I remain deliberately vague on plot details because Jemisin’s story construction is a large part of why I take pleasure in her work. To show her cards too early in the wrong order would spoil much of your enjoyment. I can say that she has a gift for deftly and quickly depicting depth in even minor characters, making the many deaths in these two novels all the more heart wrenching in that we feel the pain of every loss.
Even that of an apprentice and merchant at beginning of The Shadowed Sun, set ten years later — who we never actually meet — who die in the midst of a ritual of healing conducted by a young woman who becomes our protagonist, drawn out of the dream world (or more accurately, the world between dreaming and awake) by the sounds of discussion around her about what has happened. We feel her shock and follow the ramifications of deaths she feels responsible for, until once again, a deeper evil is revealed to be rising. In both novels, it is not the monsters on the loose that are the greatest danger, but the machinations of those craving power that create them, in one way or another, and unleash them.
In The Killing Moon Jemisin creates an antagonist — I hesitate to call him a mere villain — worthy of Hitchcock, a man so persuasive in selling his own narrative that there were times in the novel when he’s “monologuing” that I found myself saying, “well, when you put it that way, I kind of see what you… hey, wait a minute!” The first and most disturbing reveal of his true nature comes when he leads an intimate associate who’s betrayed him away from the others to a room where his killer waits, quietly explains what’s about to happen and why as the man slowly realizes he is doomed, and that it’s really best that he just let it happen as he’s left to fight for his life.
From his introduction, this man is artfully portrayed as “the most interesting man” in this world and is slowly and artfully revealed to also be a dangerous sociopath — if not outright psychotic — a fully rational serial killer who delegates mass murders and keeps his own hands clean. I found myself hanging on his every word, even as the full horror of what he said sank in. It is the kind of charisma that drives campaigns like Donald Trump’s, the allure of the truly mad visionary, the man who wants nothing less than everything, though Jemisin’s comes in a far more palatable form.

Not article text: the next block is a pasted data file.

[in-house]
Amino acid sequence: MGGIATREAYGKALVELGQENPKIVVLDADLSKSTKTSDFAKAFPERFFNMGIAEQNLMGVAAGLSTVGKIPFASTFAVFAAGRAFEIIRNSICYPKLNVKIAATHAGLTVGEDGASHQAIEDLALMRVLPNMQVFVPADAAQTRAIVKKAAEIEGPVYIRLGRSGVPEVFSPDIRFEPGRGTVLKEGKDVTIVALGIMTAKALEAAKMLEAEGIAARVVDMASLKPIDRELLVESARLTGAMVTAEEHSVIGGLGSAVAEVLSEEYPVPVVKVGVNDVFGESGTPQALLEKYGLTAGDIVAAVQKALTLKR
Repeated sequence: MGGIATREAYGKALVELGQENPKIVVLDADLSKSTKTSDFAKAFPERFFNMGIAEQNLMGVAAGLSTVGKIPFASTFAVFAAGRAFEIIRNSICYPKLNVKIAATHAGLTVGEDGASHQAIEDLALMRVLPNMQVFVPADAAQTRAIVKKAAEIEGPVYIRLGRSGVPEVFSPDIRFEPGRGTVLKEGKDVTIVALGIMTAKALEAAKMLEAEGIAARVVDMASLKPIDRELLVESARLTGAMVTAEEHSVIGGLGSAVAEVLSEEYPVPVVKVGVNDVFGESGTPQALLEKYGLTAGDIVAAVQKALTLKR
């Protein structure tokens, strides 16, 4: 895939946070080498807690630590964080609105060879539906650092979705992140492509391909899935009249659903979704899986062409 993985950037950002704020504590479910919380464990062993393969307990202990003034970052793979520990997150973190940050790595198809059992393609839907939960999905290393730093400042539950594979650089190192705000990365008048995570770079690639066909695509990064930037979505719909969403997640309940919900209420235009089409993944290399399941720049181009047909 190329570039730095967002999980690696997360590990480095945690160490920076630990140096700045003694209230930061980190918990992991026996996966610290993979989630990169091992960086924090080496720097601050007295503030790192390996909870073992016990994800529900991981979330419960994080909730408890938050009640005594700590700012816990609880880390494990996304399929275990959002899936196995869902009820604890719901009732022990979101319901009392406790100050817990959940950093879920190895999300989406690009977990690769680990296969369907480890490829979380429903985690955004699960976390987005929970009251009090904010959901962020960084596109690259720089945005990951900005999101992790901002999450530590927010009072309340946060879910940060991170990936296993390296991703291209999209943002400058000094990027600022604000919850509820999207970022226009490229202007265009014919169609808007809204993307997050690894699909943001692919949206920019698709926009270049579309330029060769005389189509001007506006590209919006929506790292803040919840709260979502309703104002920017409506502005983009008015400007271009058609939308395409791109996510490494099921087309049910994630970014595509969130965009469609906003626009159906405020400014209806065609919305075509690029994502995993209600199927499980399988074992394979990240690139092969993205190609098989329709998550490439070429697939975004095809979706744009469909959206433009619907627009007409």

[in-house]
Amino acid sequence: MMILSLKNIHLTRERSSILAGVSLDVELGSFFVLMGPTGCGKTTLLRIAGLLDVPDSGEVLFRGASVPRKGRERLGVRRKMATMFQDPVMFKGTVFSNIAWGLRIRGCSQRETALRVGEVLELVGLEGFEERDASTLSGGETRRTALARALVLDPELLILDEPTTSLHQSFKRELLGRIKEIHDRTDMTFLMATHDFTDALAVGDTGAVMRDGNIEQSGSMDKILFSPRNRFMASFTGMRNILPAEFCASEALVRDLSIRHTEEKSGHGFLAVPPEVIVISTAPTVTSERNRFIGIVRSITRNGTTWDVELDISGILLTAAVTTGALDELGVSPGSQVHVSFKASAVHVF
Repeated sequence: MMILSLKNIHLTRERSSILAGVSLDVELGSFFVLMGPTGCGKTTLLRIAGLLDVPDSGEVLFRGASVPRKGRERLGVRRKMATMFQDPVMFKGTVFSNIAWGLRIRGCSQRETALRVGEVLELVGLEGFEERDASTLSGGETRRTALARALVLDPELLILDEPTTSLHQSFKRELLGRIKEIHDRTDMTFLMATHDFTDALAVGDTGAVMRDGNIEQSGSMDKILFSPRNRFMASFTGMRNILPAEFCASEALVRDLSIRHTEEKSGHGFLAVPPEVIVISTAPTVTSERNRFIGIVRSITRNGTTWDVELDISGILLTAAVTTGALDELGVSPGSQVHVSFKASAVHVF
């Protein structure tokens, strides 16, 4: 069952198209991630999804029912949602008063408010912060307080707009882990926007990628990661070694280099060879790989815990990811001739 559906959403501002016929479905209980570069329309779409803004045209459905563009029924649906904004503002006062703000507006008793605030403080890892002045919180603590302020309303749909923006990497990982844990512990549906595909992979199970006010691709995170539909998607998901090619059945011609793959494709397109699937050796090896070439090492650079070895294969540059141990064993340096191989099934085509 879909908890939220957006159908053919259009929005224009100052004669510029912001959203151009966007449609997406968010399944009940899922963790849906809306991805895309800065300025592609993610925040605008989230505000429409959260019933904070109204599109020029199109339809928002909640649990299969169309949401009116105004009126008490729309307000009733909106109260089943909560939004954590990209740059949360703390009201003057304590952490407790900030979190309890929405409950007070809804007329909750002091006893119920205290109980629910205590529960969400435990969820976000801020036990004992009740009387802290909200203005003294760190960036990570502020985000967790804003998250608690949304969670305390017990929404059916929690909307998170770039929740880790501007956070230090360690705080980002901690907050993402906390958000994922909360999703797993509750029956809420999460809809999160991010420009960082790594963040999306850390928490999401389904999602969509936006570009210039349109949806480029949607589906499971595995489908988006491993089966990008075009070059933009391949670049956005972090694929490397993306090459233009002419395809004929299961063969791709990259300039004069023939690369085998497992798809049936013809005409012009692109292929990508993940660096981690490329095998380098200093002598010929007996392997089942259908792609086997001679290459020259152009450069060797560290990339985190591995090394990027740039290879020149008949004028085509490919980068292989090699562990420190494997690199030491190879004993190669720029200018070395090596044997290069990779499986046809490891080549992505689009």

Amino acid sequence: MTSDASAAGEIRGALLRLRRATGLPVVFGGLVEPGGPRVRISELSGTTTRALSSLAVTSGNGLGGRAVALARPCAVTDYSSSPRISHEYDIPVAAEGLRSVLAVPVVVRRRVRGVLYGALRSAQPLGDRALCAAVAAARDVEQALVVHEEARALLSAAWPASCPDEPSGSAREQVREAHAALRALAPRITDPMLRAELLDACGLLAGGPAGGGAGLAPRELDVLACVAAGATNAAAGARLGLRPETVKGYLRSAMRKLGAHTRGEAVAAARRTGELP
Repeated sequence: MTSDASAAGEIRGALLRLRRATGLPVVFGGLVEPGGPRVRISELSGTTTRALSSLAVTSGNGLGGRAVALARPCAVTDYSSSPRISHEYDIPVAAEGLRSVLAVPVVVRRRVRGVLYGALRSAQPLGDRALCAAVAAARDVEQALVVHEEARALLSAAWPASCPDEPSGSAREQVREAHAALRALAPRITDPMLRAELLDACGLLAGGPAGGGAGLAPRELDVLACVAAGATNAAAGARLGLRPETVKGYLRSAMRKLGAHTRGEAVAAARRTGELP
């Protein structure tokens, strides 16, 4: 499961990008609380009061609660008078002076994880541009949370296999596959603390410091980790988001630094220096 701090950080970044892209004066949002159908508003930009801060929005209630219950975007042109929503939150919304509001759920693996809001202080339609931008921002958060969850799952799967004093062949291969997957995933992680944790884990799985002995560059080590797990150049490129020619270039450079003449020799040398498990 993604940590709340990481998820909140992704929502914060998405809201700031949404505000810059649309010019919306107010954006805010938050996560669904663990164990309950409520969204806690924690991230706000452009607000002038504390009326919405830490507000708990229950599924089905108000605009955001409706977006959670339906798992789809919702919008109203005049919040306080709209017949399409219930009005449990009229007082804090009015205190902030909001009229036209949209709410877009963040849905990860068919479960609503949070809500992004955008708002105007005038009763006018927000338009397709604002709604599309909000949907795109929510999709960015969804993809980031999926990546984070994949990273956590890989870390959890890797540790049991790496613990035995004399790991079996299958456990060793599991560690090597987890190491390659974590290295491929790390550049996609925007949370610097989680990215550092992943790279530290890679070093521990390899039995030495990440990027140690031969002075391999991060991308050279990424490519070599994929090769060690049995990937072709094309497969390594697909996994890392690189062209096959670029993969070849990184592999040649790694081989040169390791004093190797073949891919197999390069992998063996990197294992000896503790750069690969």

It’s often said that genre fiction reflects the age in which it’s written. I have come to believe that only the ones that do so survive and the others are forgotten. I think The Inheritance Trilogy and Dreamblood can survive the test of time simply because they so accurately reflect the widespread hypocrisy of our era. The ways in which she portrays the complexity of the layers of control her characters live under, even, or especially, with a regime change between novels, reflects the same calculating corporate and political policies that have crashed economies around the world and put 98% of the planet’s population at the mercy of the top two percent. Corruption is the mortal sin of this world, yet it’s revealed to be rife in The Killing Moon, and reinforced in The Shadowed Sun, much like our own politicians from Larry Craig to Dennis Hastert who rail against immorality, but fall to scandals.
I learned recently that though it was published after her trilogy, Jemisin wrote the duology first, a fact she’s discussed publicly herself. That explained to me why I’d been slow to warm to Book One until I got through the first third. The writing is skillful, but the build was slow and I felt the world being laid before me with each step. It took a while for me to see beyond the bricks that composed it as they were going down, but once built I was fully engaged. As I began the second novel, I was immediately struck by the increased ease I had in immersing myself. Book One built up to full speed, but by Book Two Jemisin had found the irresistible clarity of voice that sucked me into the trilogy I read first.
I enjoyed the stunning reveals and twists of The Killing Moon, but found myself actually gasping aloud as I read The Shadowed Sun, no doubt alarming those around me on the subway. Never has a book about death been so lively. The only good thing about finishing it was that I knew there was already more to read. So, as it turns out, I do read and enjoy Fantasy.
And it looks like I’ll be reading more.
Terence Taylor (terencetaylor.com) is an award-winning children’s television writer whose work has appeared on PBS, Nickelodeon, and Disney, among many others. As an author of fiction, his first published short story, “Plaything”, appeared in Dark Dreams, the first horror/suspense anthology of African-American authors. He was one of a handful of authors to be included in the next two volumes, with “The Share” in Voices from the Other Side and “Wet Paint” in Whispers in the Night. Terence is also author of the first two books of his Vampire Testaments trilogy: Bite Marks and Blood Pressure. After a two-year hiatus he has returned to the conclusion of his trilogy, Past Life. Find him on Twitter @vamptestaments.